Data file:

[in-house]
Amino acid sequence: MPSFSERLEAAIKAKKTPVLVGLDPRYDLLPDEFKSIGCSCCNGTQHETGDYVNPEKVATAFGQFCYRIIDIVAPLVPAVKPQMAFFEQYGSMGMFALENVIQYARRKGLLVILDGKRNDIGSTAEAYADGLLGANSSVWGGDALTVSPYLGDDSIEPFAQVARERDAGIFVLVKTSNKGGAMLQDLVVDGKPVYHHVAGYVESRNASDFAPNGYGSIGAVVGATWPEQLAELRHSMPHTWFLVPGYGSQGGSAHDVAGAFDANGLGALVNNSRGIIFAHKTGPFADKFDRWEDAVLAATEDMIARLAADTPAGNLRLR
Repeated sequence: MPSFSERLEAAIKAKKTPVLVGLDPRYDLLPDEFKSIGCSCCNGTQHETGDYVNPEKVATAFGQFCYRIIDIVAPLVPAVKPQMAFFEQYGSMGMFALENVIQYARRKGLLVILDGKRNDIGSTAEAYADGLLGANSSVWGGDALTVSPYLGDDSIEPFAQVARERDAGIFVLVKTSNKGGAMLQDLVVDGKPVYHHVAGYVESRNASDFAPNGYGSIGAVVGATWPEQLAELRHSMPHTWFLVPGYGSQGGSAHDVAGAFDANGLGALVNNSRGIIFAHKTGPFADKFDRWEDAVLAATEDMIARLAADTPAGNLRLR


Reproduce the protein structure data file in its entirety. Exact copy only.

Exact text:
[in-house]
Amino acid sequence: MPSFSERLEAAIKAKKTPVLVGLDPRYDLLPDEFKSIGCSCCNGTQHETGDYVNPEKVATAFGQFCYRIIDIVAPLVPAVKPQMAFFEQYGSMGMFALENVIQYARRKGLLVILDGKRNDIGSTAEAYADGLLGANSSVWGGDALTVSPYLGDDSIEPFAQVARERDAGIFVLVKTSNKGGAMLQDLVVDGKPVYHHVAGYVESRNASDFAPNGYGSIGAVVGATWPEQLAELRHSMPHTWFLVPGYGSQGGSAHDVAGAFDANGLGALVNNSRGIIFAHKTGPFADKFDRWEDAVLAATEDMIARLAADTPAGNLRLR
Repeated sequence: MPSFSERLEAAIKAKKTPVLVGLDPRYDLLPDEFKSIGCSCCNGTQHETGDYVNPEKVATAFGQFCYRIIDIVAPLVPAVKPQMAFFEQYGSMGMFALENVIQYARRKGLLVILDGKRNDIGSTAEAYADGLLGANSSVWGGDALTVSPYLGDDSIEPFAQVARERDAGIFVLVKTSNKGGAMLQDLVVDGKPVYHHVAGYVESRNASDFAPNGYGSIGAVVGATWPEQLAELRHSMPHTWFLVPGYGSQGGSAHDVAGAFDANGLGALVNNSRGIIFAHKTGPFADKFDRWEDAVLAATEDMIARLAADTPAGNLRLR